The second-generation BMW M2 customer deliveries won’t kick off until early 2023, so what’s up with this LCI talk (Life Cycle Impulse or facelift in Bimmer language)? Sure, it may be too early to discuss the mid-cycle revamp of the G87 M2 and the Bavarians’ LCI treatments don’t normally change much in the styling department. But this is actually the BMW community seeking any possible way to “fix” the opinion-splitting design of the current car.
With the said purpose in mind, multiple digital artists have set out to redesign the 2023 BMW M2. And we’ve brought along two such renderings for today, both of which come from independent artists who have borrowed styling cues from… ahem… less radical areas of modern BMW design.
Once again, while BMW will undoubtedly release multiple extra iterations for the G87 M2 (the inevitable LCI will be joined by at least one sportier edition such as the M2 CS or M2 CSL), you shouldn’t expect visual salvation to come from any of these.
A G87 M2 with baby M8 looks?
With that out of the way, we can zoom in on the first rendering. Coming from a pixel master known as Matt Design (aka matt.design5), this brings the G87 M2 closer to its F87 predecessor, which was built between 2016 and 2021. The latter’s design wasn’t legendary or anything of the sort, but it certainly didn’t split opinions the way the new car does.
Up front, the most important changes involve the split headlights, which bring the M2 in line with many other contemporary Bimmers. More importantly, the front fascia air intakes drop the factory Minecraft look for one that clearly says “first-gen evolution”.
At the back, there are slimmer taillights that may remind one of the current G82 M4—since this has lent its S58 twin-turbo 3.0L straight-six to the M2 (slightly detuned for 453 hp and 406 lb-ft), I can’t argue with the choice. And I can say the same about the rear bumper losing the spaceship-like pods, even though I’m personally a fan of these.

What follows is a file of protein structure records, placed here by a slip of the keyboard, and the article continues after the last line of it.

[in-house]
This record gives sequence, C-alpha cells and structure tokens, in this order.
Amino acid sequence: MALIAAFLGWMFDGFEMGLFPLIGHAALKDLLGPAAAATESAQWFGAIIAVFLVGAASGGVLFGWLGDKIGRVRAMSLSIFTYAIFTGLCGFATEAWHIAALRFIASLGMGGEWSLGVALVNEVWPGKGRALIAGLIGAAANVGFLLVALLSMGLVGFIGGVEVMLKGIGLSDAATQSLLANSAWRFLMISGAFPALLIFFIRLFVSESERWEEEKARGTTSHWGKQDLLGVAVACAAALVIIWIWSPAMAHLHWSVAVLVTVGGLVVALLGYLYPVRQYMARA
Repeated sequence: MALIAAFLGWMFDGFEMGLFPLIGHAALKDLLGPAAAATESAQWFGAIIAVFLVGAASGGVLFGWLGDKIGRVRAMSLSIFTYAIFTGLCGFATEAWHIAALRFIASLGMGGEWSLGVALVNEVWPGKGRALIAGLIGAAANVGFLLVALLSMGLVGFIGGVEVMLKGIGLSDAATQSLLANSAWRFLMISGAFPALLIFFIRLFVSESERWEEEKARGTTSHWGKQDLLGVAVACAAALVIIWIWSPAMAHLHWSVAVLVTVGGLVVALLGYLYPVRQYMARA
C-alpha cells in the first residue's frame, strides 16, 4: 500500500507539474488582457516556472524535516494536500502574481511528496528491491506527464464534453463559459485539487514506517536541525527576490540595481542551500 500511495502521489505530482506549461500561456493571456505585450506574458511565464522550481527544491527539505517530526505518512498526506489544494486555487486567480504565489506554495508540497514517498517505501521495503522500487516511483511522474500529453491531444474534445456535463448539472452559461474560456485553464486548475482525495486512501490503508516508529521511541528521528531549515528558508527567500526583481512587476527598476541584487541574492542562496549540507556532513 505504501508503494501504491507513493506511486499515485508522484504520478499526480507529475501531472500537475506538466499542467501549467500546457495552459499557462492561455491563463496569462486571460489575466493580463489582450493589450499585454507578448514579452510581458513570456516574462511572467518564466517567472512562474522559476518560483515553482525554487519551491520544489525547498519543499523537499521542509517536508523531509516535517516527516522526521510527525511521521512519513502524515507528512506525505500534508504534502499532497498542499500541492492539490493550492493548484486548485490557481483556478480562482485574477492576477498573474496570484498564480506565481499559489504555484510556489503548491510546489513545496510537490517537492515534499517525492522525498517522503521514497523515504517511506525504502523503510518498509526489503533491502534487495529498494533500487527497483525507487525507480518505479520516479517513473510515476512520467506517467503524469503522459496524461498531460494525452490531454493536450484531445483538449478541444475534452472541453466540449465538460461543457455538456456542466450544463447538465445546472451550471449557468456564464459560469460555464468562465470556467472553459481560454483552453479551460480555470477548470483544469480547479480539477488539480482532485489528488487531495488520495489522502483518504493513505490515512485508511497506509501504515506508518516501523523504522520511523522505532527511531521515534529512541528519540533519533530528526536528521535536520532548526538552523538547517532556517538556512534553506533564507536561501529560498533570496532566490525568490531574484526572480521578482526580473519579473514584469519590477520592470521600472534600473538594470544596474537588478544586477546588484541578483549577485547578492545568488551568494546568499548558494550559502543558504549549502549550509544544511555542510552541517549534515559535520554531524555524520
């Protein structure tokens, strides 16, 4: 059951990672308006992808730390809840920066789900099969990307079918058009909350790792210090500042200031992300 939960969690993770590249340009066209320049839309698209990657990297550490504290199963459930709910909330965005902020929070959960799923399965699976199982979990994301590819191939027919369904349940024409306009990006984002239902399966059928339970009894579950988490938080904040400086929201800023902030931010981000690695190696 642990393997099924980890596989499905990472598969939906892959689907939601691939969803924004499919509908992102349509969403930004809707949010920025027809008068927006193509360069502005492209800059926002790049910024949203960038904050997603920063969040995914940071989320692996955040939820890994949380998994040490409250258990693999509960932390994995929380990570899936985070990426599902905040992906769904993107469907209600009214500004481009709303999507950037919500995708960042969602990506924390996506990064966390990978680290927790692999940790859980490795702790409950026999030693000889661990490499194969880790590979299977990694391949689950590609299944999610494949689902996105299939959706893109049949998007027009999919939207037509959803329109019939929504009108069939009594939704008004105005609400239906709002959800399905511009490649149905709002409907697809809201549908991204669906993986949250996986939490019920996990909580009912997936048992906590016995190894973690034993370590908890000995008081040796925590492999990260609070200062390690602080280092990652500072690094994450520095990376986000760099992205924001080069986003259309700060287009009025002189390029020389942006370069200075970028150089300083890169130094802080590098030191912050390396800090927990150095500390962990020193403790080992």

A more mature G87 M2 styling proposal from a Rivian designer
The second effort is a sketch, so we can’t talk about the photorealism of the rendering mentioned above. Nevertheless, the work, which comes from Rivian designer David Schneider (aka @schneider.sketch) brings a mature look to the compact M car, which is simply brilliant.
Here, the second-generation M2 feels closer to the M5 as far as the kidney grilles and headlights look. However, that front bumper is a genius way to build on the first-gen M2 styling. And, even without seeing the posterior, this design proposal is mighty impressive.
Is the styling of the 2023 BMW M2 actually that unusual?
Truth be told, if we compare the new M2 to other controversial BMW designs of recent years—and there have been quite a few—we’ll notice the compact sports car is probably the least polarizing of them all. The M Performance Parts for the new M2 do add quite a lot to the quirky appearance of the RWD coupe, though.
For one, the 2022 BMW 7 Series G70 dwarfs its G11 predecessor, with the Germans having taken a page from the Rolls-Royce book here. But its split headlight design and humongous kidney grille make for debatable styling choices.
And while we’re talking kidney grilles and M territory, the recent release of the 2023 BMW 3.0 CSL shows that BMW still knows how to make a good-looking M4. It’s just that it charges $780,000 for it and only 50 mortals will be able to buy it.
As is the case with other carmakers, Ferrari included, BMW designers face a serious challenge: brand loyalists constantly dream of retro-inspired styling proposals, but the company wants its styling to evolve, so it reserves those old-school references for limited editions. But here’s the thing: nobody’s asking the Bavarians to stay in the past, people would be pleased if they simply came up with designs that go easier on the eyes.